In class court caseRipple filed a six-page response to the SEC’s claims that the Hinman documents were protected by attorney-client privilege.
As previously reported, the SEC has moved forward to make new assertions of privilege in its ongoing efforts to avoid the publication of emails related to the 2018 Ethereum speech by William Hinman, the former director of the corporate finance division of the SEC.
— James K. Filan 🇺🇸🇮🇪96k+ (beware of imposters) (@FilanLaw) May 13, 2022
Ripple answer bed:
The Court has repeatedly ordered the SEC to produce documents related to the wording of a speech that the company’s former chief financial officer, William Hinman, gave in his personal capacity in June 2018. First, the SEC has resisted, claiming that the privilege of the deliberative process protected them from production. . The Court rejected this argument. Now the SEC has returned to a theory it hasn’t raised in several briefings: that it’s protected attorney-client communications, because Hinman shared drafts of the speech with others. SEC staff, including certain attorneys, for the primary purpose of seeking legal advice.
For four reasons, Ripple argues that the emails might not be protected by attorney-client privilege, as claimed by the SEC. First, the record demonstrates that Hinman gave his speech in a personal capacity. Second, while Hinman was entitled to receive legal advice in the performance of his SEC duties, Ripple asserts that the substance of his personal remarks fell outside the scope of such solicitor-client privilege, noting that the he former SEC official did not have an attorney-client relationship with SEC attorneys in a personal capacity.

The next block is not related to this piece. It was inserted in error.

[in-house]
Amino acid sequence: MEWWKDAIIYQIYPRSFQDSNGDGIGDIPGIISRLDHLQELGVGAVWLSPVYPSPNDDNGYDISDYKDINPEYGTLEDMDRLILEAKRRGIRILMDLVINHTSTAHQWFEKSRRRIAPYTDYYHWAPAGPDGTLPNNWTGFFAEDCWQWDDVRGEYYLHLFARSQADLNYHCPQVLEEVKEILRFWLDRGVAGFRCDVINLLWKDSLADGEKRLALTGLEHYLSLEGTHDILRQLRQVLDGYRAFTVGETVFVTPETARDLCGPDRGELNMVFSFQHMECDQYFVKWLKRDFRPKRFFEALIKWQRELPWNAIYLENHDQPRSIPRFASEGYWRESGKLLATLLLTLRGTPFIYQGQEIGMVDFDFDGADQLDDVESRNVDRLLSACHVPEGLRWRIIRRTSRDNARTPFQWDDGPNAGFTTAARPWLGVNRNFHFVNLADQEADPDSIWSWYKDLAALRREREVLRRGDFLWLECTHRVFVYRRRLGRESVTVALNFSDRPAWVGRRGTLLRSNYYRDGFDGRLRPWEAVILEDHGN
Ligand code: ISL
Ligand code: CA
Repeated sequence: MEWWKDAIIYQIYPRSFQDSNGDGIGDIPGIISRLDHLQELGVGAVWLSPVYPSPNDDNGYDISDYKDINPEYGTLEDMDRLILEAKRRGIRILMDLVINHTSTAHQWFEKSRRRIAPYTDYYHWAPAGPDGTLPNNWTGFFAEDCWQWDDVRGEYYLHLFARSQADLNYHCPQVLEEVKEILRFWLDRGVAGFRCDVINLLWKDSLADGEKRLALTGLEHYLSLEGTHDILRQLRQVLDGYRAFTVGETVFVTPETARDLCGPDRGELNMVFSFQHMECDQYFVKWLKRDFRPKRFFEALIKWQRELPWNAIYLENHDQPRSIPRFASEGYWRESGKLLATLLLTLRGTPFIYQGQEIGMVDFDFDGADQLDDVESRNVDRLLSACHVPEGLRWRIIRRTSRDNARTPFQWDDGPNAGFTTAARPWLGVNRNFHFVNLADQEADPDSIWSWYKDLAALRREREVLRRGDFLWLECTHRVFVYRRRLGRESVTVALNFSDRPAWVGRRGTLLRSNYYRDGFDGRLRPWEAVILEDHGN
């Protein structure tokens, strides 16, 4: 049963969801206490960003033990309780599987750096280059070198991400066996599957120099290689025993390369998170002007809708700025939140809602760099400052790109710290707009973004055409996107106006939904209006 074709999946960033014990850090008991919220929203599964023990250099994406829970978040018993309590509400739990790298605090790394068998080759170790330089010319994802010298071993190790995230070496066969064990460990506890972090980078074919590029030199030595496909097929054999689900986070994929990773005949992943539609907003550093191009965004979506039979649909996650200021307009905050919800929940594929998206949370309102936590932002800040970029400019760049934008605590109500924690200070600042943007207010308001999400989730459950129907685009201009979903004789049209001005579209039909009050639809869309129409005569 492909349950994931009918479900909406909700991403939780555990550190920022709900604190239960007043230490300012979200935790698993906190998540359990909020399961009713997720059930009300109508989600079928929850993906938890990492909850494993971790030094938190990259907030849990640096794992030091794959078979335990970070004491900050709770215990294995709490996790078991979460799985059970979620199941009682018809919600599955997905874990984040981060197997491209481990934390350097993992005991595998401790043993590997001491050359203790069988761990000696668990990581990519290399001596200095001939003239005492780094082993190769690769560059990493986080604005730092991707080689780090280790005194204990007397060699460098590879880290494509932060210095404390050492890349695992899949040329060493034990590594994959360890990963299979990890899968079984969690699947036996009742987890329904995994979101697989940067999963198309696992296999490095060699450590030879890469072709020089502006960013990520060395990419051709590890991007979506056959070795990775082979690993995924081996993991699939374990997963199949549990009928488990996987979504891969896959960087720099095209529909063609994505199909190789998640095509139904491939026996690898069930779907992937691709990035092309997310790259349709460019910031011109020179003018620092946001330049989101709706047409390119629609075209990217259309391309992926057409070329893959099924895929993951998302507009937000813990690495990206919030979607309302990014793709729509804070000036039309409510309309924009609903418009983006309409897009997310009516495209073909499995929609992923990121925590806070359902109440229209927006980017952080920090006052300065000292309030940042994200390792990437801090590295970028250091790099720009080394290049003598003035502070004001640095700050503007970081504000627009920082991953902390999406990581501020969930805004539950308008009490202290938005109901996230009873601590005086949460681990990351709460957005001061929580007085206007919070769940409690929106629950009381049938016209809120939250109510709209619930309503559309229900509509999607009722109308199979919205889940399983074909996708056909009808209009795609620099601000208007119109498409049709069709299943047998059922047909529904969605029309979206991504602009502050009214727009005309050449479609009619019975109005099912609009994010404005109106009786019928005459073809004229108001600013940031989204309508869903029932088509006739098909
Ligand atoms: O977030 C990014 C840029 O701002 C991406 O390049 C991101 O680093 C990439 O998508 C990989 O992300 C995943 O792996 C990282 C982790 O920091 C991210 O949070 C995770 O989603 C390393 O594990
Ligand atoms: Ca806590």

Ripple also argued that the communications did not involve any confidential information about the agency that could be protected by solicitor-client privilege. He further states that the SEC does not have standing to assert attorney-client privilege on behalf of the former SEC official.
The parties ask for an extension regarding the Metz report
In new updates shared by James K. Filan, Ripple and the SEC have filed a joint request for an extension of time regarding attorney fees related to Dr. Albert Metz’s supplemental report.
Earlier in the case, the Court denied defendants Ripple’s (Brad Garlinghouse and Chris Larsen) motion to strike the Metz report while reopening the discovery until May 13 to refile Dr. Metz. The SEC was, however, ordered to pay “reasonable expenses” relating to the filing of the motion and Metz’s re-deposition.